How can we help the Alzheimer’s loved one survive the holidays?
As much as we enjoy the family time, the abundance of good food and the reminders to be grateful for another year – we also have to remember how stressful this time can be – especially for someone who suffers from Alzheimer’s or dementia.
These seven tips can help as we move into the holidays:
Don’t expect a dementia or Alzheimer’s loved one to make any food.
One year into her Alzheimer’s diagnosis, Mom tried to figure out a recipe so she would feel like she was part of the festivities.
But as we watched her struggle to find pots and pans, worry about the cost of groceries and wonder if she had made her salad – hundreds of times over – we realized it was time to stop expecting Mom to cook.
Even if she has a favorite recipe and everyone still enjoys her marshmallow salad or her pecan pie, relieving her of the stress can be a gift.
If your loved one wants to shop for gifts, plan ahead for this adventure.
Be prepared with a list and know the easiest way to move in and out of the stores. Forget about Black Friday shopping – too many people, too much noise and parking places are limited.
Be patient, take plenty of time and be prepared to answer lots of questions. If possible, buy everything in one store. Then go home.
Better yet, sit down with a laptop and show your loved one the pictures. Then order everything online.
Include some of your loved ones’ favorite foods.
Even though her appetite is changing, Mom will crave a piece of pecan pie. So one of my holiday duties is to buy a pre-made pecan pie. I recommend the pies in the frozen section at Target.
When we first walk into the farm kitchen, Mom’s eyes always go to the dessert table. She may not say anything, but I know what she’s looking for. “I brought your pecan pie, Mom, and the first piece goes to you.” Then I dress it with a generous dollop of Cool Whip.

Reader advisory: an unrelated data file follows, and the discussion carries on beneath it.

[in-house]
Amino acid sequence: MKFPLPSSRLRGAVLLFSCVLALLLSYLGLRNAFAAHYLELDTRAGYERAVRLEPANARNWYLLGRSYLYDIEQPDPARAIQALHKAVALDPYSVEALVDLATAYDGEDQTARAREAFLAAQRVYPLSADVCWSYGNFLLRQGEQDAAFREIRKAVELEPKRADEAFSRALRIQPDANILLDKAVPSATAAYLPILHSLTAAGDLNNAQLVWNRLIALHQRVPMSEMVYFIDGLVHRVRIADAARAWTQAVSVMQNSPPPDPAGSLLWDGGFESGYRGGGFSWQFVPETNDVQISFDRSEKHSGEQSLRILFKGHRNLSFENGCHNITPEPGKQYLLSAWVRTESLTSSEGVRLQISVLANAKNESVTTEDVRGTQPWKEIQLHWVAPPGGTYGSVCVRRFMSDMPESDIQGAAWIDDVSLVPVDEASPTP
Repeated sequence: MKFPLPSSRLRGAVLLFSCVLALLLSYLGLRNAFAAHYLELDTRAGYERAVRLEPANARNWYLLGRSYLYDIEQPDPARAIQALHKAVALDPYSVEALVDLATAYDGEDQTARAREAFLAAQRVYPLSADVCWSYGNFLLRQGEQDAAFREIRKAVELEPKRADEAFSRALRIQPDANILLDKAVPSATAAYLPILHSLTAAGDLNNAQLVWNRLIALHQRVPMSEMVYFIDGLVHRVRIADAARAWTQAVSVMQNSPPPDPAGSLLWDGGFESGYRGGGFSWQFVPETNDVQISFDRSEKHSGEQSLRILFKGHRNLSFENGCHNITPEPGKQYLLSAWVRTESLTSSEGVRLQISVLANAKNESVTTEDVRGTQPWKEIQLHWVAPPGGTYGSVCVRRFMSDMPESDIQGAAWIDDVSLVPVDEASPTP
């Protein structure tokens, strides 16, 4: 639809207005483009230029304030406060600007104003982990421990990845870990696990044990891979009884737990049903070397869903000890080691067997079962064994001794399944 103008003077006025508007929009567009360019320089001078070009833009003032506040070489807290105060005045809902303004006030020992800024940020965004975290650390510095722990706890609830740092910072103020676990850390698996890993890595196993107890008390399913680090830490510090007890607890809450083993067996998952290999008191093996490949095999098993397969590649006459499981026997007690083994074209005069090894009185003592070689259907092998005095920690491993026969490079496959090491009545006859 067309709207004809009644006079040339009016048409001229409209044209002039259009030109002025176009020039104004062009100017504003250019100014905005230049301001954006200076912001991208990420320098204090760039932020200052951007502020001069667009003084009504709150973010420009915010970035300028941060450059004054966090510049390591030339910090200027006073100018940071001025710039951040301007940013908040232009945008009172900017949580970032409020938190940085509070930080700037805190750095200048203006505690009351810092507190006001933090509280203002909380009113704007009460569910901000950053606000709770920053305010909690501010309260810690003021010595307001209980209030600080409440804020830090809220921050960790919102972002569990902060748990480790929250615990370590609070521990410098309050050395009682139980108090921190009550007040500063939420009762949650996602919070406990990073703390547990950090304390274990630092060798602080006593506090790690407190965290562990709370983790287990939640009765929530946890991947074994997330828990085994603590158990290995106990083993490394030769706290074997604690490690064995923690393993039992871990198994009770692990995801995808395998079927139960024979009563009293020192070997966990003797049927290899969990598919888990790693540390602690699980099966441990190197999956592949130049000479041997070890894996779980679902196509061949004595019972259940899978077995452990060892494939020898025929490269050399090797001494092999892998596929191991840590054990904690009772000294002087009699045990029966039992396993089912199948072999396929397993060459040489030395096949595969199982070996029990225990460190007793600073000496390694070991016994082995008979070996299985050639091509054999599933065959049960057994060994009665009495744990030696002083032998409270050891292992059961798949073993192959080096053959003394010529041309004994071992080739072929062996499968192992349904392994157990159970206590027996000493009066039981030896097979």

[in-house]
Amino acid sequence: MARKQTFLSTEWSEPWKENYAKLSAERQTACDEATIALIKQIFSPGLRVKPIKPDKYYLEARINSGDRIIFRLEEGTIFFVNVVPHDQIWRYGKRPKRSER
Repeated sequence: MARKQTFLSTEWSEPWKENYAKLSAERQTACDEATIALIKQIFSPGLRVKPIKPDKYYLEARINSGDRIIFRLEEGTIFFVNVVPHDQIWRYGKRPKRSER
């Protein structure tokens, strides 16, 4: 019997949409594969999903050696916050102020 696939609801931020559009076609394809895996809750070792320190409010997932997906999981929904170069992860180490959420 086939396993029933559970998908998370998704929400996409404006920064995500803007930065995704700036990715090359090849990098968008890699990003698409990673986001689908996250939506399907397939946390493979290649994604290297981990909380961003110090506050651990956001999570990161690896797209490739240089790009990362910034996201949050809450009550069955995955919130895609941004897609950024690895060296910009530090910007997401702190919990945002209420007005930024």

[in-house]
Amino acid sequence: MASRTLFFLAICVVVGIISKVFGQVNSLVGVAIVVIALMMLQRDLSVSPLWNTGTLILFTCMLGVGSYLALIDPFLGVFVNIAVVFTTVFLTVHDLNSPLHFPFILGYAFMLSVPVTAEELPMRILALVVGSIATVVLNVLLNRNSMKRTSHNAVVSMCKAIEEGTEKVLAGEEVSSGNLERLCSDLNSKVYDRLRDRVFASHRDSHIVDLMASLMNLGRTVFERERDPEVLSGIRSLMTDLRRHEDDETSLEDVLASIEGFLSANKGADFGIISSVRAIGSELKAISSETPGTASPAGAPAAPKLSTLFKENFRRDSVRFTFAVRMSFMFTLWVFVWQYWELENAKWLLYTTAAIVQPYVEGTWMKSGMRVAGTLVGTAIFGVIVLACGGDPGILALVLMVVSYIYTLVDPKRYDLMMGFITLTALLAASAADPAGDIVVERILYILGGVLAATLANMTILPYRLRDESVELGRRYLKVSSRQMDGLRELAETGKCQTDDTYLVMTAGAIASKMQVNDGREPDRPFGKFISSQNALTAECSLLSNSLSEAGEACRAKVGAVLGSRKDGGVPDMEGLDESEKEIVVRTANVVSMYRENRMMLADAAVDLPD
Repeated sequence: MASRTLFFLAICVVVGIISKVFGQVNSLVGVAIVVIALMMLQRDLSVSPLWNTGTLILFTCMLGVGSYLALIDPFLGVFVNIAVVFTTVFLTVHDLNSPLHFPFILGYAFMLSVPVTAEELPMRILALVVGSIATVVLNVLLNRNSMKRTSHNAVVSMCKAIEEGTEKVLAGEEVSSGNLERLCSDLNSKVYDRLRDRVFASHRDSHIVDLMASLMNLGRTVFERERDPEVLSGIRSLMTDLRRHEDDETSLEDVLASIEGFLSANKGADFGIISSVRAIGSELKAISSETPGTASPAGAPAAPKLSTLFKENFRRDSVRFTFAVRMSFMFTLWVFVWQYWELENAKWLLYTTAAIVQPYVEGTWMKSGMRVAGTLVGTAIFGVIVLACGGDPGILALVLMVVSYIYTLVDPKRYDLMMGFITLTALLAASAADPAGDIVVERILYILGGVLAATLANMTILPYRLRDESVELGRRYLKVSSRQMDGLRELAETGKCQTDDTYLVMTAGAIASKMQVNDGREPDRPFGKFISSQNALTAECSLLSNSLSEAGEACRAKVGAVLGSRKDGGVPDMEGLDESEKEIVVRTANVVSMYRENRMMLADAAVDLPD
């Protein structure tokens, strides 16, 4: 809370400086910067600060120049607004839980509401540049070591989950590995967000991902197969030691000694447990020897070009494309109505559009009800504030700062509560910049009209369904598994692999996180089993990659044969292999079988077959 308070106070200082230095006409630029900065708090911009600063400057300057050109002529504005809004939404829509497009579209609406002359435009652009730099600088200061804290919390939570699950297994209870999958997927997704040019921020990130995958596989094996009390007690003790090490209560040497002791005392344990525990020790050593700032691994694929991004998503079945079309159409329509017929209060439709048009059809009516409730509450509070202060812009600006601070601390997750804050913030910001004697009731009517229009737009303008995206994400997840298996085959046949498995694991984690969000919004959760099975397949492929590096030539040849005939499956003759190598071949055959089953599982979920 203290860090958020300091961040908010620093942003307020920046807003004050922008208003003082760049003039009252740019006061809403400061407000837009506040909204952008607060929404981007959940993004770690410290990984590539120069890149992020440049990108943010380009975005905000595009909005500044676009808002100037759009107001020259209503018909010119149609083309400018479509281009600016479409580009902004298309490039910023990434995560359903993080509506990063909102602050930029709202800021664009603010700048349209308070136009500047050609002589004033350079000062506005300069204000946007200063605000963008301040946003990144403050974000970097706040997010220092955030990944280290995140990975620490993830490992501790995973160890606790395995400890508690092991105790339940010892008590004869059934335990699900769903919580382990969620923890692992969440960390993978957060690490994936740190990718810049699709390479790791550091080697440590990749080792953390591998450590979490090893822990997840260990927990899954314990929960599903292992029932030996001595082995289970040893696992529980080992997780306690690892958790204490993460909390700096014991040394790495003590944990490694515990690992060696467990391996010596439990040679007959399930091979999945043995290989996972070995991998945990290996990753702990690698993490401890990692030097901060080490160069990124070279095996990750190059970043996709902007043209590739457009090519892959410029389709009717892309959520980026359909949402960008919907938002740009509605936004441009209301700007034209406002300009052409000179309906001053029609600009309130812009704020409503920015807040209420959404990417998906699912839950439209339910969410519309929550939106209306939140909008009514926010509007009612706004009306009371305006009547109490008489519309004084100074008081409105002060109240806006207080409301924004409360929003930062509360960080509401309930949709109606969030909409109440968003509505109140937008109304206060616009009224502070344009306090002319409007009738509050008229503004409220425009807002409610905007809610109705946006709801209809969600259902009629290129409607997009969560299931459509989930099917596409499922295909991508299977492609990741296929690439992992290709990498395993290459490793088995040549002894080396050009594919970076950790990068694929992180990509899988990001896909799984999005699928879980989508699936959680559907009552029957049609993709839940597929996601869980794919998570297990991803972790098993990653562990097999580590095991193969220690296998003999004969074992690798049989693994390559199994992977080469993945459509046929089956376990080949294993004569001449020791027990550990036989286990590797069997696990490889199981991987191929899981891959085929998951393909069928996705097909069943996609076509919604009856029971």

Every year, Mom says, “I DO love pecan pie.” I dread the day when she forgets how to say this one, grateful sentence.
Plan an activity together, such as looking through Christmas cards.
Although sending Christmas cards is becoming one of those traditions celebrated in the past, my mother’s demographic considered it a holiday courtesy. She loves receiving her cards.
Remind your loved one who the senders are or tell a favorite story about the person behind the return address.
Be prepared to look at the cards several times during the holidays and tell the same stories. That’s okay. It’s part of the Alzheimer’s process, and someday – you’ll be glad you did this activity together.
If you check your loved one out of assisted living for the day, be sure to check back in before dark.
Driving through beautifully-lit neighborhoods was once a favorite activity. But this idea depends on the stage of Alzheimer’s where your loved one exists.
Mom feels uncomfortable in the dark. Looking at the lights is no longer one of our seasonal pleasures.
As the sun sets, Alzheimer’s patients often experience Sundowner’s Syndrome. They may pace, say the same words over and over and exhibit anxiety. They feel safer in their rooms before dark, so make sure you time your meals and your activities accordingly.
If you are traveling for the holidays, it is not a good idea to include your Alzheimer’s loved one.
Although we all want to be together during the holidays, that pleasure becomes less and less tangible. Traveling out of their comfort zones is difficult for Alzheimer’s patients: several hours cramped in a car or a plane, strangers, noise, unfamiliar surroundings, different types of foods and smells.
It makes more sense to hire a caregiver and let your loved one stay home while you join the rest of the family.
Avoid the false guilt that says you cannot leave for a day or two. Yes, you can. Taking care of yourself is one of the best ways to make it through the marathon of caregiving. So take a break and spend time with your family.
What should you buy the Alzheimer’s patient?
None of us needs more junk, least of all an Alzheimer’s patient living in a studio apartment at assisted living. Keep it simple.
Try these suggestions: a stuffed animal, a baby doll (especially for the women), a pretty picture for the room, a photo of family members with their childhood pictures inserted next to the adult photos, a favorite piece of candy, a comfortable sweater.
One Christmas, I gave Mom a wooden cross, made in New Mexico, and a bag of her favorite Lifesaver™ mints. She seemed most excited about the mints although the cross is a nice adornment on her wall.
This year I’m giving Mom a hug and a kiss – if she lets me. She no longer knows who I am. Receiving affection from a “stranger” can feel scary for an Alzheimer’s patient. So I may just hold her hand and say, “Merry Christmas, Mom. I love you.”
©2017 RJ Thesman – All Rights Reserved
If you need some extra help with caregiving during the holidays, check out my book, “Sometimes They Forget.”